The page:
Qantas has revealed plans to close one of its four overseas lounge locations.
Qantas closes Hong Kong lounge
In 2014, Qantas opened a beautiful lounge at Hong Kong International Airport. The lounge had seating for roughly 300 people, and spanned about 2,000 square meters (over 21,000 square feet).
The lounge was closed around the start of the pandemic, given strict travel restrictions in both Hong Kong and Australia. It has now been decided that this lounge closure will be permanent. As reported by Executive Traveller, the Qantas lounge Hong Kong won’t be reopening. Qantas customers will instead be directed to the lounges of oneworld partner Cathay Pacific, as the Hong Kong-based airline has quite a lounge footprint at the airport.
The economics of airport lounges
I’m not surprised to see the Qantas lounge Hong Kong closed, and for that matter I never fully understood the purpose of the lounge in the first place. At outstations, airlines generally have two choices — they can operate their own lounge, or they can use a partner airline or contract lounge.
Generally there are a few considerations when deciding whether to open a lounge:
- Does the airline care about offering its “own” experience on the ground? Emirates is known for operating lounges at outstations even with limited service, because the airline cares about offering a consistent experience
- Is it cheaper to operate a lounge or send passengers elsewhere? Obviously the fixed costs of operating a lounge are high, but the alternative is paying for each passenger who accesses a partner lounge, and that can add up at a busy outstation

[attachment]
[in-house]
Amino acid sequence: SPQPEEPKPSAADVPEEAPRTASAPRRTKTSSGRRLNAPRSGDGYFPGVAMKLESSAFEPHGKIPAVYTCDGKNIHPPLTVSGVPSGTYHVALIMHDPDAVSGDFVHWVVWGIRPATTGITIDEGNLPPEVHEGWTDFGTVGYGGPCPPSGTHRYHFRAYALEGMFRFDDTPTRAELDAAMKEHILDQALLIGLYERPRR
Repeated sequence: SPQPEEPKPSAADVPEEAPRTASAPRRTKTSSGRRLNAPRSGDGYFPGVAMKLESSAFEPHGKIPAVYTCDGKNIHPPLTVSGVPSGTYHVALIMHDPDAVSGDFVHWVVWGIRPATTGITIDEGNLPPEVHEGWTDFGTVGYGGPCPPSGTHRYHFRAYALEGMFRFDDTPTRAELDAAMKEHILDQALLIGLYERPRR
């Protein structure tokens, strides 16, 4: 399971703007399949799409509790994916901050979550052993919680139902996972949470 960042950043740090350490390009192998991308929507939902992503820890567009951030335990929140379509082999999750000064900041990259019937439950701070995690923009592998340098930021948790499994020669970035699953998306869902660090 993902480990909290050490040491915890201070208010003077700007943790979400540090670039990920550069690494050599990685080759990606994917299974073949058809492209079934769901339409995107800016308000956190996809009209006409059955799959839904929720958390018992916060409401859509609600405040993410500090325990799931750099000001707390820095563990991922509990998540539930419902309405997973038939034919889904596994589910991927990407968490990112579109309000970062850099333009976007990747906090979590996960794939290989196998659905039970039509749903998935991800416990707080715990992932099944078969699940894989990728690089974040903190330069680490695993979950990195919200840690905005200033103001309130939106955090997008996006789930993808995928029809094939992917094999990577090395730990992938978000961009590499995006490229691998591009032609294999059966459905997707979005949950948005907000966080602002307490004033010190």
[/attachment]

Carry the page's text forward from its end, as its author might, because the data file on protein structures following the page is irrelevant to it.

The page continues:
- How much revenue can be recouped through admitting others? Airlines take different approaches to this, but in some cases an airline can operate a lounge at a profit by participating in something like Priority Pass
In the case of the Qantas lounge Hong Kong, a few things come to mind:
- All Qantas premium cabin passengers and eligible elite members could also access Cathay Pacific lounges, given that both airlines belong to oneworld, and those lounges were largely superior; so it’s not like Qantas operating its own lounge was materially improving the passenger experience
- While Qantas had some agreements to sell access to its lounges, it certainly wasn’t going all the way in maximizing revenue, in the sense that the lounge didn’t partner with Priority Pass
- In other words, the lounge wasn’t a huge differentiator for the airline, and probably cost the airline a lot of money; with questions surrounding whether Hong Kong will ever see a full recovery in demand, I can see the motivation for closing this lounge
The way I view it, the only real loss with this change is the overall decrease in oneworld lounge capacity at the airport. Even though I rarely visited this lounge, I was happy others decided to visit the lounge, as it kept other oneworld lounges emptier.
The Qantas lounge Hong Kong will be closing permanently, and Qantas passengers will instead be directed to Cathay Pacific lounges (which they’ve had access to all along). Ultimately this decision probably makes sense — unfortunately on some level it reflects that Hong Kong may never fully recover to what it was several years ago, or at least if it does, it’ll be a very long time.
What do you make of Qantas closing its Hong Kong lounge?